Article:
News, Vision & Voice for the Advisory Community
In a blistering blog entry, the Wealthfront chief executive expresses outrage at the Schwab robo's ADV contents -- and gets an earful back from the San Francisco giant
March 11, 2015 — 4:16 AM UTC by Brooke Southall
Brooke’s Note: In an interview yesterday, compliance consultant Peter Mafteiu asked me to imagine an employee of the Securities and Exchange Commission reading over Schwab’s ADV application for its robo-RIA, Schwab Intelligent Portfolios, last year. Imagine, he continued, whether that reviewer walked the Schwab file down the row of cubicles to the supervisor and asked for help. It does not, Mafteiu says, appear that interaction took place. Nature abhors a vacuum. So Adam Nash, more taken aback by Schwab’s ADV than the SEC, has started a debate on his blog, causing Schwab to expertly reply on its own blog. Vacuum filled, at least partially. Hopefully this discussion will continue, crowd-source style, in sympathy with that hypothetical civil servant who might have been a wee bit overwhelmed. Little did they know they were seeing the legal innards of a newfangled business model invented by Schwab, even as its old model of revenue flow drapes over it in a way it would take a very smart robot indeed to understand.
“We don’t believe we’ll kill Charles Schwab. It is a great company, albeit focused on a different customer — the baby boomer. We do believe, however, that we’ll force Charles Schwab to become even better.” – Adam Nash, chief executive of Wealthfront, October 2014.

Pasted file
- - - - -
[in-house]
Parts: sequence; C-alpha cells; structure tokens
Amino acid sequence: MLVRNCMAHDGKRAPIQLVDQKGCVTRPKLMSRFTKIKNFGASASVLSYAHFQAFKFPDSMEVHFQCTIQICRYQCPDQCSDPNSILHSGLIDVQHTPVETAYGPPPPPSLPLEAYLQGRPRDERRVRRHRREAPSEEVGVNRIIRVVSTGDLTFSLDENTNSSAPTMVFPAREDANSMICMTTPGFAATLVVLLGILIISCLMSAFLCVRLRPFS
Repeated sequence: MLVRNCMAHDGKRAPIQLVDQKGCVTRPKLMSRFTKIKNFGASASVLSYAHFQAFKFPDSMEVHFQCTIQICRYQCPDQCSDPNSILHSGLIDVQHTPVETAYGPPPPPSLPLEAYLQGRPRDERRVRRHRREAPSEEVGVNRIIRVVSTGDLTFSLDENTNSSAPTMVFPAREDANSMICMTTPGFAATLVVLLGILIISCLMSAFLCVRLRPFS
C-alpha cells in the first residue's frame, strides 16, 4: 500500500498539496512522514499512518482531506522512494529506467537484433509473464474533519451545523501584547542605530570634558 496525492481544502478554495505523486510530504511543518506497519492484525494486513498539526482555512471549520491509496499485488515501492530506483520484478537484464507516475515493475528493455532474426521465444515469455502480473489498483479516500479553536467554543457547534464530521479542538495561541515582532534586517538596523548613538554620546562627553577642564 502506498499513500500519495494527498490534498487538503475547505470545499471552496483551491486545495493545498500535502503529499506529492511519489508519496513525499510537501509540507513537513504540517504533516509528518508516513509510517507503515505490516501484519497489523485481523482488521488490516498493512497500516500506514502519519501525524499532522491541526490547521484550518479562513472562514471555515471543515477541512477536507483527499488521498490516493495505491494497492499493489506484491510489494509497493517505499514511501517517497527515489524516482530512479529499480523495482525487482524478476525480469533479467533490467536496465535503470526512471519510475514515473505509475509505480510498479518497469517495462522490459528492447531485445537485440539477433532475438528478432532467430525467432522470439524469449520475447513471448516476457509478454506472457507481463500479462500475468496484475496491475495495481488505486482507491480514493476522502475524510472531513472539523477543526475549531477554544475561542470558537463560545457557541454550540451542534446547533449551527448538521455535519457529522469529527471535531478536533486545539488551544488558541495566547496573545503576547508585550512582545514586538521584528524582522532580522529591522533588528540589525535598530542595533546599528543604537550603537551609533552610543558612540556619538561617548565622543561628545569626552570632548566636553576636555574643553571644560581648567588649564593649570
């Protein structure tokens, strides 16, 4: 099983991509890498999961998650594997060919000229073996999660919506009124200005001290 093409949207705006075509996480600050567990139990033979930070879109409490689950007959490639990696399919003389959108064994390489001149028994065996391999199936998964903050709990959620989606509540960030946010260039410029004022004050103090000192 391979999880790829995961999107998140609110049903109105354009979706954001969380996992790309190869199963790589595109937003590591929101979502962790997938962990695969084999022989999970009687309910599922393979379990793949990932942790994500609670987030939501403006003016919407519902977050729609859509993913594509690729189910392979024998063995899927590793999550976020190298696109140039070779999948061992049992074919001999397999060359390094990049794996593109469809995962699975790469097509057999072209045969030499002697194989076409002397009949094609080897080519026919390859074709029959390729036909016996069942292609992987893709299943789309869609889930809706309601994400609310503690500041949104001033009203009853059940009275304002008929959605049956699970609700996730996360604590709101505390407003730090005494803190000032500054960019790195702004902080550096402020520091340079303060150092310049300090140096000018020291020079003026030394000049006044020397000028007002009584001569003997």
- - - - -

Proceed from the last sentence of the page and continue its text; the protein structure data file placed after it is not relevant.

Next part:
That was then.
In a blistering blog post published yesterday, automated advisor Wealthfront Inc. chief executive Adam Nash slammed his massive rival 35 miles up Rt. 280 in San Francisco as a company with “gotcha pricing,” a greedy approach and an “almost criminal” ADV-expressed willingness to allocate as much as 30% of a client portfolio’s assets into Schwab Bank. See: Schwab tells the SEC its robo-advisor has a 30 basis-point fee and big-time cash allocations held by Schwab Bank.
“I now find myself hoping we never lose our identity the way Charles Schwab has,” Nash writes on the heels of the launch of Schwab Intelligent Portfolios. See: Schwab sings 'Blue’ as it rolls out its robo — and phono — functions ahead of deadline, with minimums.